Segmenting the development process into different channels is also a major change, Jivaraj said.
“Before, we prioritized all the projects together,” he stated. “This caused problems, having just the one bucket, because desktop was the most used, and the other areas felt left out. What we want to do is separate development into different channels, so that desktop, mobile and portals will see constant refreshes, with dedicated people working on each.”
Some of the things that Tigerpaw is working on for early next year include getting credit card data out of their system.
“We are getting rid of credit card data,” Foxall told the partners. “It is going to go away.” This doesn’t mean that Tigerpaw users won’t be able to have customers pay by credit card. They will. But it means that the Tigerpaw system won’t be handling them directly any more, as the constant stream of security breaches have simply created too much risk.
“Credit cards put you at risk and put us at risk as a vendor for you,” Foxall said. “We are going to move them to someone else’s PCI compliant cloud. It’s for your own good. We want to protect you guys.
Foxall said this will work by embedding a secure web page within Tigerpaw, passing on the credit card data to the secure third-party provider, and receiving a token ID back.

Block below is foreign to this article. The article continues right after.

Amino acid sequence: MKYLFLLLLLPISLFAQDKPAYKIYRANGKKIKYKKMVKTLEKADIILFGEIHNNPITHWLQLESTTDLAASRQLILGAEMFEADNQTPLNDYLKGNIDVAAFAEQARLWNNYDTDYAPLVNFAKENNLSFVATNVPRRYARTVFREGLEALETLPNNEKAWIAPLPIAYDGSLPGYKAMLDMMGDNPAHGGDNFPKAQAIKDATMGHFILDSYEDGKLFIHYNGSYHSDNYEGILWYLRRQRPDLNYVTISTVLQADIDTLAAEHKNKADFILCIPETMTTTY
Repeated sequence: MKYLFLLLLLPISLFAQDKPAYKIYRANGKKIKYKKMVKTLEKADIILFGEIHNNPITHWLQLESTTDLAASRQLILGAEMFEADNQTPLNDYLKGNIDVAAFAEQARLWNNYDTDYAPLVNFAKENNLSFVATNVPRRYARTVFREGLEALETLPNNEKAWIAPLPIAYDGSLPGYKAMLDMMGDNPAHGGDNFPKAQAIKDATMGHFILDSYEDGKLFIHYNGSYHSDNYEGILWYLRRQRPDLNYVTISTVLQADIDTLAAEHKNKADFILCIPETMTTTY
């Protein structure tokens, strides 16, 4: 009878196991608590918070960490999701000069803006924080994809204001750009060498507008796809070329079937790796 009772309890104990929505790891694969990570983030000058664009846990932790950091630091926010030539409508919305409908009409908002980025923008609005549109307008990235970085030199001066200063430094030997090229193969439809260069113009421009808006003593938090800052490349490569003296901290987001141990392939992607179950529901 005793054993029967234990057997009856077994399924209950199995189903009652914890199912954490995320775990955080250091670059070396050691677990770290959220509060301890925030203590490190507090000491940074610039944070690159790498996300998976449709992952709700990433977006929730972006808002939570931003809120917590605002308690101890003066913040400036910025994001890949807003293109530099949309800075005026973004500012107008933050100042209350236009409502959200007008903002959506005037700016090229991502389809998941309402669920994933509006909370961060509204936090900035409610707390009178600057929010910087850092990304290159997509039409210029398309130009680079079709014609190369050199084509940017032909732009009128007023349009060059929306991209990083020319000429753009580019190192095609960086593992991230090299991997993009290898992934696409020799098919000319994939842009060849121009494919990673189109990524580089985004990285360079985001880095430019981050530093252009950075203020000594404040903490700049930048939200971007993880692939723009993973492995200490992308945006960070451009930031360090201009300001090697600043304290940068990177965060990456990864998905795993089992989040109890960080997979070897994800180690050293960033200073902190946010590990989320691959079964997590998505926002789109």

“If someone gets the token, there will be no liability for it,” he stated. “We will no longer need to be PCI compliant. This takes us out of the PCI compliant scope.”
Another major upcoming change is a new partnership with Etilize and their huge product content database.
“Their catalogue is mammoth,” Foxall said. “They have built a matrix which creates a price book item, and will save you hours of copying and pasting.
The Etilize partnership will replace a long-standing one with Quotewerks.
“Quotewerks has been a good partner of ours,” Foxall told the partner audience at the event. “They wanted to come here to the event, and we let them know we were building this, which is why they are not here. We will be switching over from Quotewerks. I almost feel bad about this, but switching off of this and onto Etilize is the whole point.”